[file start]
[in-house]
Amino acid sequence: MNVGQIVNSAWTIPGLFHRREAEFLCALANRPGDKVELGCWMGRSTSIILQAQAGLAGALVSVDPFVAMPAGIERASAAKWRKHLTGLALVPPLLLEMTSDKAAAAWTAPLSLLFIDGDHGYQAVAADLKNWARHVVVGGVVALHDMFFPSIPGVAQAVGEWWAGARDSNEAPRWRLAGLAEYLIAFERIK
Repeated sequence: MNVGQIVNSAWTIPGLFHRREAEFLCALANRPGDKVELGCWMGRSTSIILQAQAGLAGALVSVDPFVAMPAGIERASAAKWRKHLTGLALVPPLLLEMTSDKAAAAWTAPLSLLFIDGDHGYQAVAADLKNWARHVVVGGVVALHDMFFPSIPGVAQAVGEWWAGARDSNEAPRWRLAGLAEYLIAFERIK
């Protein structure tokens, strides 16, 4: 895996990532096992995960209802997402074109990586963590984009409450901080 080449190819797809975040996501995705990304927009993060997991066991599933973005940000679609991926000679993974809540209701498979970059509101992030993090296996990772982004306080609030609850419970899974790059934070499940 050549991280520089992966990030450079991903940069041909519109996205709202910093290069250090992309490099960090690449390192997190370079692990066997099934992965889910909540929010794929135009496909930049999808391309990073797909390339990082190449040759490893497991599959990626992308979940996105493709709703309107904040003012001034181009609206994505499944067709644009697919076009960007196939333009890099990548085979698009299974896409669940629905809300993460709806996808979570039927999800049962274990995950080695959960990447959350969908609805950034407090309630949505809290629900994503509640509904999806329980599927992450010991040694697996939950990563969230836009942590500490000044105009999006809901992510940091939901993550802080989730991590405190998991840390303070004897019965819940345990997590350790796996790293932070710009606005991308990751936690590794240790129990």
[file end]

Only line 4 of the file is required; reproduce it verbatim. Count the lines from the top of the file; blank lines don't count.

């Protein structure tokens, strides 16, 4: 895996990532096992995960209802997402074109990586963590984009409450901080 080449190819797809975040996501995705990304927009993060997991066991599933973005940000679609991926000679993974809540209701498979970059509101992030993090296996990772982004306080609030609850419970899974790059934070499940 050549991280520089992966990030450079991903940069041909519109996205709202910093290069250090992309490099960090690449390192997190370079692990066997099934992965889910909540929010794929135009496909930049999808391309990073797909390339990082190449040759490893497991599959990626992308979940996105493709709703309107904040003012001034181009609206994505499944067709644009697919076009960007196939333009890099990548085979698009299974896409669940629905809300993460709806996808979570039927999800049962274990995950080695959960990447959350969908609805950034407090309630949505809290629900994503509640509904999806329980599927992450010991040694697996939950990563969230836009942590500490000044105009999006809901992510940091939901993550802080989730991590405190998991840390303070004897019965819940345990997590350790796996790293932070710009606005991308990751936690590794240790129990």